Located on the southernmost coast of Africa, and off the Indian Ocean, South Africa is a multiethnic society encompassing a wide variety of cultures, languages, and religions. Its pluralistic makeup is reflected in the constitution‘s recognition of 11 official languages, which is among the highest for any country in the world.
South Africa held its first elections on April 27, 1994; a period when Apartheid was finally abolished in the country, making it one of the youngest democracies in Africa.
South Africa is a middle-income, emerging market with an abundant supply of natural resources; well-developed financial, legal, communications, energy, and transport sectors; and a stock exchange that is Africa’s largest and among the top 20 in the world.
At – a – glance
Official languages: English, Afrikaans, Zulu, Xhosa, Tswana, Northern Sotho, Venda, Tsonga, Swati, Ndebel
Population: 53,675,563: 2013 (World Factbook)
National Anthem: Nkosi Sikelel iAfrika
Media and Freedom of Expression Landscape in South Africa
The South African constitution guarantees citizens’ right to freedom of expression and its media environment has been described as one of the most liberal on the continent. However in September 2012, the authorities passed the repressive Protection of State Information Bill and began implementing government-controlled Media Appeals Tribunals. These moves sought to stifle freedom of expression in South Africa and undoubtedly posed a serious threat to the enjoyment of the right to free expression in the country. These measures served as evidence of a backsliding in the country’s press freedom environment. Prior to the passage of these laws, South Africa downgraded from a free country to partly free according to the Freedom House’ Freedom of the Press Index 2010.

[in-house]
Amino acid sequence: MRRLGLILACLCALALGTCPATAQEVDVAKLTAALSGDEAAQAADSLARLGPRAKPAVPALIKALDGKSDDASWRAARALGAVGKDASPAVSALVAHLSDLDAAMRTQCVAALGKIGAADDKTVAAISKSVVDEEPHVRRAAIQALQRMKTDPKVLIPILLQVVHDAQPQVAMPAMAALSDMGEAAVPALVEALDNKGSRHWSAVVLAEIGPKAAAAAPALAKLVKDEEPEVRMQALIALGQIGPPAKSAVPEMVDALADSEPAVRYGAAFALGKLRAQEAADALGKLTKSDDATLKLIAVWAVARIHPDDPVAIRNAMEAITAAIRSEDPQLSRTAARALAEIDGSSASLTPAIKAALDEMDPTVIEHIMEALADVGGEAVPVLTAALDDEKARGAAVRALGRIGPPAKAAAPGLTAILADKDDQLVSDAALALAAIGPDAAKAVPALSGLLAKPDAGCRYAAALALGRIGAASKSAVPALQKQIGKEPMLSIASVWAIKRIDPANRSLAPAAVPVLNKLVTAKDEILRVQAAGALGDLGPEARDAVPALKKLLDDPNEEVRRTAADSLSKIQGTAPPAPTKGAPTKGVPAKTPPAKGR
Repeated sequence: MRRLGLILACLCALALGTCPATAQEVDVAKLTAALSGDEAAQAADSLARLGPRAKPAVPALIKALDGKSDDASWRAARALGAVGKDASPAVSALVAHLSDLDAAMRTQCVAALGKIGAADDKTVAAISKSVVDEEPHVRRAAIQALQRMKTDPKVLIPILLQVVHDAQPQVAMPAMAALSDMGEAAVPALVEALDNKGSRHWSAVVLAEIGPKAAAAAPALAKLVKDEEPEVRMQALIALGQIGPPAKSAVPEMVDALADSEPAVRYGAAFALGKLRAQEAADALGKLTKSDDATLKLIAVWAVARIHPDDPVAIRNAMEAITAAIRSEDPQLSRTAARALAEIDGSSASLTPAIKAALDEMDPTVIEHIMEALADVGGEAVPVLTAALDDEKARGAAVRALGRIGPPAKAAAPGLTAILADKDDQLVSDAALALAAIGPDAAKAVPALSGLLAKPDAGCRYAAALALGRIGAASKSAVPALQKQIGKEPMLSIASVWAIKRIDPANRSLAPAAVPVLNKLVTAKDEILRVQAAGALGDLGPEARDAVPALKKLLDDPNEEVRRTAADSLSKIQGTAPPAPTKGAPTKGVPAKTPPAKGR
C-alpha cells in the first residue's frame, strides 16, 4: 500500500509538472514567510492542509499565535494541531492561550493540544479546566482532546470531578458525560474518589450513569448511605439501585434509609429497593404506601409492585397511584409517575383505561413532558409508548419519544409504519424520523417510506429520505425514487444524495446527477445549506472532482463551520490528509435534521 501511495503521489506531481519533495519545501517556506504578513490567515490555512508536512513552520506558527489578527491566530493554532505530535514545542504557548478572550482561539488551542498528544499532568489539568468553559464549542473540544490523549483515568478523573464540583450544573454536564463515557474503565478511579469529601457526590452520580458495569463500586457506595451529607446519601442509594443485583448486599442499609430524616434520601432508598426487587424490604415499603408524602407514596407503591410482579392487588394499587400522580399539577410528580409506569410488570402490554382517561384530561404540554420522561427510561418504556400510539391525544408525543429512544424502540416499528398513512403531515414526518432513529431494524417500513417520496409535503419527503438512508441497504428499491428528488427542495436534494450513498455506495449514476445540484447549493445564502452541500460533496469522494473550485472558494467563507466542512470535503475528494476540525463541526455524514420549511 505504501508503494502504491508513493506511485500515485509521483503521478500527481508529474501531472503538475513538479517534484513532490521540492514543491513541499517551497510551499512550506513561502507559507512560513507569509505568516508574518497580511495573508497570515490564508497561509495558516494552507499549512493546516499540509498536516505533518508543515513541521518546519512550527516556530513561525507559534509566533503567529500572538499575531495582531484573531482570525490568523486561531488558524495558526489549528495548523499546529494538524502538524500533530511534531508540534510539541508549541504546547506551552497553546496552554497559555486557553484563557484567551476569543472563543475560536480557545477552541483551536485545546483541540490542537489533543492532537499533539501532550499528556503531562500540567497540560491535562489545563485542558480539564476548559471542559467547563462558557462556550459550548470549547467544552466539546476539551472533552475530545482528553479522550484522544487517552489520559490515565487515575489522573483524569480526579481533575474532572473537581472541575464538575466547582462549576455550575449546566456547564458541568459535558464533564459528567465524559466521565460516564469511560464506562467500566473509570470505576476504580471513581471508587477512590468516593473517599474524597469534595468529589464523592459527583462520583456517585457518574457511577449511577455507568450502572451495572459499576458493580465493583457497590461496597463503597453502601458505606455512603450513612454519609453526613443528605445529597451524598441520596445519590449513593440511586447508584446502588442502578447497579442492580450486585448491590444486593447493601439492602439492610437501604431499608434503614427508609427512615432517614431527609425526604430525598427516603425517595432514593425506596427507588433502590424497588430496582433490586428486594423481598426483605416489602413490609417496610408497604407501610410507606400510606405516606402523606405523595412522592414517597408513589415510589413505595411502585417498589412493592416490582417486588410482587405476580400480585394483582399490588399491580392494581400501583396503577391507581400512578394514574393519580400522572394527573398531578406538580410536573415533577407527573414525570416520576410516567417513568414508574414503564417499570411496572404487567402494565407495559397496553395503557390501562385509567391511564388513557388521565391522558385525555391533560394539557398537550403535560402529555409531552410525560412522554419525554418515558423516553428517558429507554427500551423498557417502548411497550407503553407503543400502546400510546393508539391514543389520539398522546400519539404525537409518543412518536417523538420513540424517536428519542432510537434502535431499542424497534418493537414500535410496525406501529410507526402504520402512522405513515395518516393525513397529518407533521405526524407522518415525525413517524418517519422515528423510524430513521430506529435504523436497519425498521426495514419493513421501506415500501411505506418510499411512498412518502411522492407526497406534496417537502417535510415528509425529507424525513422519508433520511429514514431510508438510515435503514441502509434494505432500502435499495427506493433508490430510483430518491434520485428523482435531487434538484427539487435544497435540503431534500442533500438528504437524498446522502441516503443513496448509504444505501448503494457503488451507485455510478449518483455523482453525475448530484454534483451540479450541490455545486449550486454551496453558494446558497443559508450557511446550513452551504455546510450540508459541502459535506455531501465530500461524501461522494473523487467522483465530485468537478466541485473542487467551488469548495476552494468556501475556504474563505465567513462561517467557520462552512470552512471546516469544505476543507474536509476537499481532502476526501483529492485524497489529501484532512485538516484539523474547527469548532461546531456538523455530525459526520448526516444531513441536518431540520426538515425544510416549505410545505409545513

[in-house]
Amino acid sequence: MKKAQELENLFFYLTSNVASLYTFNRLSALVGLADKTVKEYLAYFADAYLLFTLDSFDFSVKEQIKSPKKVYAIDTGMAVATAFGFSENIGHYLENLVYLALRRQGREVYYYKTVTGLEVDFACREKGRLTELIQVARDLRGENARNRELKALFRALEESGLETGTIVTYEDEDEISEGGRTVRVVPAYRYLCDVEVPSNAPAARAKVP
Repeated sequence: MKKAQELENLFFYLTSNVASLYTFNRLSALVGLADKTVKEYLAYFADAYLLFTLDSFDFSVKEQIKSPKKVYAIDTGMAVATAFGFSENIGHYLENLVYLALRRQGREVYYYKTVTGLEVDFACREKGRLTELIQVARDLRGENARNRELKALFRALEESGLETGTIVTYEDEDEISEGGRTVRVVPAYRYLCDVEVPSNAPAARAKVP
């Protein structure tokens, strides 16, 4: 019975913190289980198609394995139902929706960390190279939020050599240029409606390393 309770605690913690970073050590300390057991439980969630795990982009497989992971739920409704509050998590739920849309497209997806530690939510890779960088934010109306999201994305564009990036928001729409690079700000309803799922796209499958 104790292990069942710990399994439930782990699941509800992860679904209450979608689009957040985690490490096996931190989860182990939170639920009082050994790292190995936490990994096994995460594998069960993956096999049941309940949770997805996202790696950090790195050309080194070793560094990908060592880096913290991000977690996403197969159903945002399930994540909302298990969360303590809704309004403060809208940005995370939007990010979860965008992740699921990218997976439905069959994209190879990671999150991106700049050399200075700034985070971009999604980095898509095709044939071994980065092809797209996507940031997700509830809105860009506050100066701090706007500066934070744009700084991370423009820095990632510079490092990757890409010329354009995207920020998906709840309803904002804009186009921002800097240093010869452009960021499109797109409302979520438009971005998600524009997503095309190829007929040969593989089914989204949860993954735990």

Despite these shortfalls in South Africa’s media environment, journalists and media professionals publicly criticise the government. Nevertheless, the government continues to restrict journalists’ ability to report on critical issues of national concern.
Media regulatory bodies in South Africa include the Independent Communications Authority of South Africa (ICASA), which is mandated to regulate broadcasting, telecommunications and postal services in the country. The print media on the other hand is self-regulated under the Press Ombudsman since there is no statutory regulation in place for the print media.
The Print Media SA (PMSA), SA National Editors Forum (SANEF) and the Press Freedom Commission (PFC) are some professional bodies which also ensure that the media duly performs its functions.
Click here to read more about freedom of expression in South Africa.